IN A world where the superhero movie is king, the one that started the whole phenomenon has been strangely absent.
In 1978, Richard Donner and Christopher Reeve made the world believe a man could fly and Hollywood believe that comic books were box-office gold.
Before the last son of Krypton’s first big screen outing, comic books and film had an uneasy relationship, being mostly confined to kids slots on American weekend TV.
After Donner brought the Man of Tomorrow to screens, scoring a hit commercially and critically, things died down until Tim Burton’s Batman reignited the craze.
Now you can’t move during a summer for an Avenger here or a Batman there.
So, why have we been missing Supes for so long?
In 2006, Bryan Singer attempted to work some of his X-Men magic on the Metropolis Marvel and came up short, delivering Superman Returns, a worthy entry into the Donner series, but one that completely failed to make a connection with audiences.
Following the success of the Dark Knight series, it was inevitable that the blue and red would appear again on the big screens and it is no surprise that Chris Nolan, who so ably guided Batman back to the top of the zeitgeist, is producer of
Man of Steel.
What is surprising is the choice of director.
Zack Snyder is undoubtedly a supremely talented man and his achievements with Dawn of the Dead and 300 marked him out early, but his most recent film, Sucker Punch was a relative bust.
Not exactly the kind of endorsement that gets you handed the keys to a $225 million vehicle.
Still, he knocked it out of the park with Watchmen (for fans, anyway) and has done similarly here.
Dissecting the dichotomy of the Jar El/Clark Kent character, his upbringing and his allegiances to two worlds, Snyder finally gives us a Superman who feels vunerable, yet powerful.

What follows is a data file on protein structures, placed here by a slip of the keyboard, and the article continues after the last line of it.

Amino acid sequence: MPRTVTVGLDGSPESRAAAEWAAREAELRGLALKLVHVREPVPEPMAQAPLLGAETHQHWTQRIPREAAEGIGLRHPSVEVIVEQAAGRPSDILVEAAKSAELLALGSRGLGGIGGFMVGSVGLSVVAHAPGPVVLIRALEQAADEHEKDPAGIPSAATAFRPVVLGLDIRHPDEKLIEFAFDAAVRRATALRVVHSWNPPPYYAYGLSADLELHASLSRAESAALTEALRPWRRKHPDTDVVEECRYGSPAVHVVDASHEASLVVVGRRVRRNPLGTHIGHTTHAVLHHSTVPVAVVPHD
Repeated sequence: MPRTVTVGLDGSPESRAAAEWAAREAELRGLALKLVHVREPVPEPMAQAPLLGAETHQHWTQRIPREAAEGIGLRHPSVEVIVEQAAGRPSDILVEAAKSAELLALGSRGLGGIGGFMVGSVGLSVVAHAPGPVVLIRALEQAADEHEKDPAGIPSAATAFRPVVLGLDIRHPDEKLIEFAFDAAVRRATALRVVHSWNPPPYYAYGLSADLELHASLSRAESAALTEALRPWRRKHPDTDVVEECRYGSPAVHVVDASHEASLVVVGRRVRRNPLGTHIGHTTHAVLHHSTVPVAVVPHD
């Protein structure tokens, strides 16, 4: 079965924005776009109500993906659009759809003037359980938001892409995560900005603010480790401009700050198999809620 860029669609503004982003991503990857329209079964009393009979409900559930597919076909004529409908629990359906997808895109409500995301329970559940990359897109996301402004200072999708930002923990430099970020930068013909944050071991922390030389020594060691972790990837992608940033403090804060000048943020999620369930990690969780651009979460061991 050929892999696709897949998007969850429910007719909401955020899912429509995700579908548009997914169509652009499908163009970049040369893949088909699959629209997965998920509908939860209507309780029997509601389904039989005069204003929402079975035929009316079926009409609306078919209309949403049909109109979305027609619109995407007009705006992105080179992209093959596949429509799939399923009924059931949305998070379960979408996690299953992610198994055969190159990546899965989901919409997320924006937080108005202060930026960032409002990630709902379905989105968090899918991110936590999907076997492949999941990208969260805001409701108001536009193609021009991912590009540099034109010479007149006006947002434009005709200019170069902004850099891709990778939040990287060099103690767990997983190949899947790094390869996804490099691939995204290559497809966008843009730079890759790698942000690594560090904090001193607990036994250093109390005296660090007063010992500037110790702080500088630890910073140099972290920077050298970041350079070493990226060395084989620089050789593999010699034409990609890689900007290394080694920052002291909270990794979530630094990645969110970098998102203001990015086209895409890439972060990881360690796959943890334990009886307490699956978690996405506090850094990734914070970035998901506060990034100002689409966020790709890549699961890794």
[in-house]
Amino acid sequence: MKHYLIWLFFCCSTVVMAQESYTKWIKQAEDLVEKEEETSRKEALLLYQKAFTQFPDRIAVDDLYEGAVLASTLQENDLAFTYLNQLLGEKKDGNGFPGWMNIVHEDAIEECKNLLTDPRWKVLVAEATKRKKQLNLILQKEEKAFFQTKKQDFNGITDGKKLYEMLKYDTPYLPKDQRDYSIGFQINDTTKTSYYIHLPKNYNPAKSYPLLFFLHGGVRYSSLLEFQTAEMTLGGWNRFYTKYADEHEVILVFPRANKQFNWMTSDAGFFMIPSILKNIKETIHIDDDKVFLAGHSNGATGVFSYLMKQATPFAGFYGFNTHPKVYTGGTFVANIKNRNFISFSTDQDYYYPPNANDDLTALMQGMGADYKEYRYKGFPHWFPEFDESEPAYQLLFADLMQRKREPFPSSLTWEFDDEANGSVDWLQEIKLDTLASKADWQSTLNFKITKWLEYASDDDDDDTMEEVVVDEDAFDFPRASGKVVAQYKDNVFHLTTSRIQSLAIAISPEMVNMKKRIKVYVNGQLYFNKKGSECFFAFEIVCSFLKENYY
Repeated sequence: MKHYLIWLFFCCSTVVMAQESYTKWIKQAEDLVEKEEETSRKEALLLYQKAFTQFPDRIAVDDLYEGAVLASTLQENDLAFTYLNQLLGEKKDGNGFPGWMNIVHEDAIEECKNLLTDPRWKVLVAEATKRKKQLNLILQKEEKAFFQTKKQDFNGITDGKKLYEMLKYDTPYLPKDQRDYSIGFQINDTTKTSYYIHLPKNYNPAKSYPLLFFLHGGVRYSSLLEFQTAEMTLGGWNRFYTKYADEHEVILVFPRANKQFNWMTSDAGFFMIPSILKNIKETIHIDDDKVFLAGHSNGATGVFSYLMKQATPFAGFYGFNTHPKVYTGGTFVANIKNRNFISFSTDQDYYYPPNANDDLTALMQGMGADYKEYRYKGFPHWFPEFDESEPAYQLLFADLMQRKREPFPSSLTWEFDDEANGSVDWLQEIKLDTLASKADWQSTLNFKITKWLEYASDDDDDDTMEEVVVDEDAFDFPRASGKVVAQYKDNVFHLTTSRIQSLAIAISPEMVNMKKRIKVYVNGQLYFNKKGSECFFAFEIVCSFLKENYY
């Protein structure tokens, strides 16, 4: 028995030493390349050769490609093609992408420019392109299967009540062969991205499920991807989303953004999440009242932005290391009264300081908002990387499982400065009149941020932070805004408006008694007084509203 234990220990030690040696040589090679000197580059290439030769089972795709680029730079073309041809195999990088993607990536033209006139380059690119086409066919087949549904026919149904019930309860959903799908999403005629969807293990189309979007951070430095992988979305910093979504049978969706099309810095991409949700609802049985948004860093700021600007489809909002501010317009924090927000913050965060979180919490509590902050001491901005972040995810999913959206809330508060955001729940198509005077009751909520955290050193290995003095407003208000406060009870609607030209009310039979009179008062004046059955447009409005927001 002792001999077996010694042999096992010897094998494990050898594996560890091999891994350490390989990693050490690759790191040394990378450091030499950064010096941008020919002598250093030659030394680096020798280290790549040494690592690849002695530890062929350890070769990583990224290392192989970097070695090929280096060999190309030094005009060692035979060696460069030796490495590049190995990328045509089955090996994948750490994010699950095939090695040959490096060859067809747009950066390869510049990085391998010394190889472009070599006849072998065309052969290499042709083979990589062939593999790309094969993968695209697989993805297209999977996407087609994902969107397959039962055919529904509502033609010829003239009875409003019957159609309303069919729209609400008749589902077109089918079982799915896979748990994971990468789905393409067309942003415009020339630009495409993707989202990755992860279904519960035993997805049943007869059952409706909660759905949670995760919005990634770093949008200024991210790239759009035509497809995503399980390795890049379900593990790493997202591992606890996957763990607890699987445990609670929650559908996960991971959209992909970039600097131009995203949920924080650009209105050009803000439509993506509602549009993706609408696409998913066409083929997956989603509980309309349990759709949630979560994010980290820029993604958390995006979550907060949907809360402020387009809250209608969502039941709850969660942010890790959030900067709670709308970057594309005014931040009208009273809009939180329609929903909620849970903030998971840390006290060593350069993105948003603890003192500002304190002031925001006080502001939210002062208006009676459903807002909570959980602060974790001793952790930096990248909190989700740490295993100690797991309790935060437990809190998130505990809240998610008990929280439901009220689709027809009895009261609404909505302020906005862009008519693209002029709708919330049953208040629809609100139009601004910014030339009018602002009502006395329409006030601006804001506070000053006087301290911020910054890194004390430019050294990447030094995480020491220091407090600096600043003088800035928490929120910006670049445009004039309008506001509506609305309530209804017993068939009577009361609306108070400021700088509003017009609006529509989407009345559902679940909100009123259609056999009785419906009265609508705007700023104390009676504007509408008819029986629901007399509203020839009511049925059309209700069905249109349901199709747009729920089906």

He is aided by a stoic and impressive performance from Henry Cavill.
The actor is green, but noble enough to don the cape.
Amy Adams’s Lois Lane is harder than the Margot Kidder incarnation, but suits the world that Snyder has created.
Diane Lane and Kevin Costner are the perfect foils as Clark’s All-American parents, imbuing their son with a sense of truth, justice and the American way.
As with all good heroes, there must be a good villain.
This is where I always found Superman lack ing. His depth of bad guys is fairly shallow and Lex Luthor is never a real enough threat for me.
With Michael Shannon’s Zod, a fellow Kryptonian, Snyder has made a great move.
Physically a match for Jar El and all sharp focus and drive, Shannon’s General is a cracker.
With Superman and Batman set to join up for The Justice League within the coming years, and Snyder reportedly on board to direct, there may be some chance that DC Comics halts the Marvel juggernaut.
But first, enjoy the return of Superman.